But for some progressive Catholics, even a limited comeback for the Latin Mass would spell a disturbing retreat to the inflexible hierarchies and what they see as the anachronistic services of the old pre-Vatican II church.
But ideological debates aside, perhaps the most practical—and unanswered—question is this: For four decades, Latin was largely neglected in the church (and in Catholic schools). How many Catholic priests—many of them, like me, having come of age after the reforms of the 1960s—could muster enough Latin to offer a convincing Tridentine service?

Okay, that's the problem. There's likely to be a dearth of people who speak Latin. While there's some point to the symbolism of the priest facing the altar as a metaphor for leading the congregation towards god, there's the counter symbolism of speaking an indecipherable language (possibly badly) and turning your back on the people you're supposed to be there for.
Okay, all that aside, there's not much else that Pope Bene could say that would get to people. He's not going to try to undo the bridge building and reconciliation of the last guy. Hunh? Okay, more trolls under the bridges.
Catholic Church only true church, Vatican says
The Vatican issued a document Tuesday restating its belief that the Catholic Church is the only true church of Jesus Christ.

The 16-page document was prepared by the Congregation for the Doctrine of the Faith, a doctrinal watchdog that Pope Benedict used to head.

Oh, for fuck's sake, can't you people pretend to get along with each other. Turn the fucking other cheek already.
It says although Orthodox churches are true churches, they are defective because they do not recognize the primacy of the Pope.
"It follows that these separated churches and communities, though we believe they suffer from defects, are deprived neither of significance nor importance in the mystery of salvation," it said.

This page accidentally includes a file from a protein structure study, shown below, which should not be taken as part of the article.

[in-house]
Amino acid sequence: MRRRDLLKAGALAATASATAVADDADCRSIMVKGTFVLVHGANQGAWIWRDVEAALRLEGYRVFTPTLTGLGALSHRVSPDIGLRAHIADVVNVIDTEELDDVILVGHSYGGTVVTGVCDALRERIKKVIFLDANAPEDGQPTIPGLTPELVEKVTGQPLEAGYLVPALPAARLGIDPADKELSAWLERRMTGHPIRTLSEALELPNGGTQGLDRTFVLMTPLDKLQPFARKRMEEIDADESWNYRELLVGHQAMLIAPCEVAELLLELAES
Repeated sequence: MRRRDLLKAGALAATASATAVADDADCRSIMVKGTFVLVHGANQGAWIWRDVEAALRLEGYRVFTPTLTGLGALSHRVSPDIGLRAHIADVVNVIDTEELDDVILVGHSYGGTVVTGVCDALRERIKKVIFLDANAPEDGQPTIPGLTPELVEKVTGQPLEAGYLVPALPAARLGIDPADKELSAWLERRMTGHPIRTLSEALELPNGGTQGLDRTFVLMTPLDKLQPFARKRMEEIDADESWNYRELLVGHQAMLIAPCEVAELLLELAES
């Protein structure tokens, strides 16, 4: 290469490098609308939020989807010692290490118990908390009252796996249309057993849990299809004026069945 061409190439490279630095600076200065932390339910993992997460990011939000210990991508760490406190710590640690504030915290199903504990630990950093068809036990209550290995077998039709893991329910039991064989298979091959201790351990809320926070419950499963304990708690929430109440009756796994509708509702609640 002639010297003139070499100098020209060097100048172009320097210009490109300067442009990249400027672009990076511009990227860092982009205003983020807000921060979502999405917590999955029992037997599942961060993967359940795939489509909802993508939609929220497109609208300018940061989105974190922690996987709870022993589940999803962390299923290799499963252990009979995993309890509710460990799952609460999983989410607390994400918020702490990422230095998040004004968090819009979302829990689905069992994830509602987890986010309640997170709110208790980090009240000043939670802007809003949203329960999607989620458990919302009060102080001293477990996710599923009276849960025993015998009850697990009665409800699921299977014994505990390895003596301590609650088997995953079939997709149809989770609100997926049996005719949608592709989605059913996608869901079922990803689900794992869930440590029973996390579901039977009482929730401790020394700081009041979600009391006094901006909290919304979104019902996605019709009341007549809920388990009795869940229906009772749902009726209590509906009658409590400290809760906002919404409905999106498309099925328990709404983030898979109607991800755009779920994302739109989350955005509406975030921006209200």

Defective? The orthodox churches? I'd like to welcome our debate guests to the show. Messrs Pot and Kettle. Now gentlemen, what would your positions be on today's debate topic of 'colours.'
For Christ's sake, wasn't this shit all over the reigns of Justinian and Zeno?
Now with all that 'judeo-christian' bullshit in the States today, how do you think this will affect the Protestants?
The document adds that Protestant denominations — called Christian Communities born out of the Reformation — are not true churches, but ecclesial communities.
"These ecclesial communities which, specifically because of the absence of the sacramental priesthood … cannot, according to Catholic doctrine, be called 'churches' in the proper sense," it said.
The document is similar to one written in 2000 by the Pope — who was Cardinal Joseph Ratzinger at the time — that sparked an angry reaction from Protestant groups.

You know, the tacit treaty holding together all those whack-a-doodles in the US is probably going to eat itself from the feet up.

Dismay and anger as Pope declares Protestants cannot have churches | Special reports | Guardian Unlimited
Protestant churches yesterday reacted with dismay to a new declaration approved by Pope Benedict XVI insisting they were mere "ecclesial communities" and their ministers effectively phonies with no right to give communion.
However, other Christians saw the latest document as another retreat from the spirit of openness generated by the Council, which laid the basis for talks on Christian unity. Bishop Wolfgang Huber, head of the Protestant umbrella group Evangelical Church in Germany, said: "The hope for a change in the ecumenical situation has been pushed further away by the document published today."
He said the new pronouncement repeated "offensive statements" in the 2000 document and was a "missed opportunity" to improve relations with Protestants. The president of the Federation of Evangelical Churches in Italy, pastor Domenico Maselli, called it a "huge step backwards in relations between the Roman Catholic church and other Christian communities".
A statement from the French Protestant Federation warned that the internal document would have "external repercussions".

Oops, started already.
Oh and the Galloping Beaver has a bit to say on this topic as well.

The Galloping Beaver: Here endeth the lesson...
This will help cement relations among the faithful.